Home Page Kalimba Page Orff Instruments Page Marimbas Page Drums,Log Xylophones & Hand Percussion Page Traditional Instruments News Page Sounds Page Resources Page Contact Us!

Drums & Hand Percussion

DRUMS

A Group of Our Drums Our drums are modelled closely on two styles of traditional African drums, the Moropa drum found commonly amongst the Pedi and Shona, and the Ngoma drum from Uganda. We use sustainable commercial pinewood in place of the large trunks of old growth hardwood trees from which traditional drums are hand carved. Our primary concern is sound quality and not tourist curio appeal. The three smaller drums are laminated and turned on our custom built lathe. The larger drums are produced using staves as in coopered barrels. They all have rawhide heads held by hardwood pegs in the traditional way. The smaller drums have a rope carrying handle and can be supplied with stands.




HAND PERCUSSION INSTRUMENTS


Claves

Pronounced 'klaa-vehs' in Spanish, meaning 'keys', as the rhythm they play is the key to all Latin American music. Claves consist of two turned rods of tempered Sneezewood, which are played by striking one with the other to produce a click that can be heard over any other sound.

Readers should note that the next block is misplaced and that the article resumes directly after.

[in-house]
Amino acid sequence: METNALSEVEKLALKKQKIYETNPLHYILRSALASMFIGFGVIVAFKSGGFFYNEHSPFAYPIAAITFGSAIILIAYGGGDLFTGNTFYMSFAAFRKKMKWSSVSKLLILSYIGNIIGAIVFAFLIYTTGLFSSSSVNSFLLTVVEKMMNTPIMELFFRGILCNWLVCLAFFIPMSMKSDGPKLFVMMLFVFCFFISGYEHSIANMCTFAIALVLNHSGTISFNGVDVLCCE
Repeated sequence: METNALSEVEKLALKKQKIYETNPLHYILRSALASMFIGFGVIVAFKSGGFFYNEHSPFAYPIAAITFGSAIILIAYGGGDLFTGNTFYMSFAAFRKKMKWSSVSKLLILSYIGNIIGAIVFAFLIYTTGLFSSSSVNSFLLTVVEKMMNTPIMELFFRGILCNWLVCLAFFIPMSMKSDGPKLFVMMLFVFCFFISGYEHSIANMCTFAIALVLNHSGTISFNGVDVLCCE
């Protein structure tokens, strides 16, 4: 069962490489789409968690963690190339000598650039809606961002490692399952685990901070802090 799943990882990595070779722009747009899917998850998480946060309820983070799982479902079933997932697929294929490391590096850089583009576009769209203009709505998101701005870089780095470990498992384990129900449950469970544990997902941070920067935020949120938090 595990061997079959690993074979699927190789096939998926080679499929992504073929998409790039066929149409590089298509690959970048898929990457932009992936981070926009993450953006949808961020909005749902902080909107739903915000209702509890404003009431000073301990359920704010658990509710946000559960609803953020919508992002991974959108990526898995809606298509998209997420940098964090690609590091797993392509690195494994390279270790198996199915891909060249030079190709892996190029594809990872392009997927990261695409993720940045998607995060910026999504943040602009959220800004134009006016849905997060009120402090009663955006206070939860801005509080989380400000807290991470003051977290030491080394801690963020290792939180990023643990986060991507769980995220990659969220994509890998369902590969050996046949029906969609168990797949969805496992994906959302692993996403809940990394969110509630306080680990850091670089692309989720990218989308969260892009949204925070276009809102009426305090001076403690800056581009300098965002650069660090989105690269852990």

Bass Claves

A lower sounding clave made from hollow turned Kiaat wood, with a Meranti wood beater. The instrument requires a small degree of skill to produce a very satisfying, warm 'thock'.

Tone blocks

With a sound like traditional temple blocks, these instruments have a tempered Sneezewood sounding board on an accurately tuned Kiaat wood sound box. They are easy to play and are supplied with a turned Sneezewood beater.

Shakers

Based on instruments made in Latin America, these shakers are woven for us by a local disabled craftsman from cane, and incorporate a hardboard disk. This is essential to produce two distinct and contrasting sounds, opening up a wealth of rhythmic possibilities to the creative player.

Home Kalimbas Orff Instruments Marimbas Drums Traditional Instruments News Sounds Tools Contact Us


This page © Copyright 2001, Christian Carver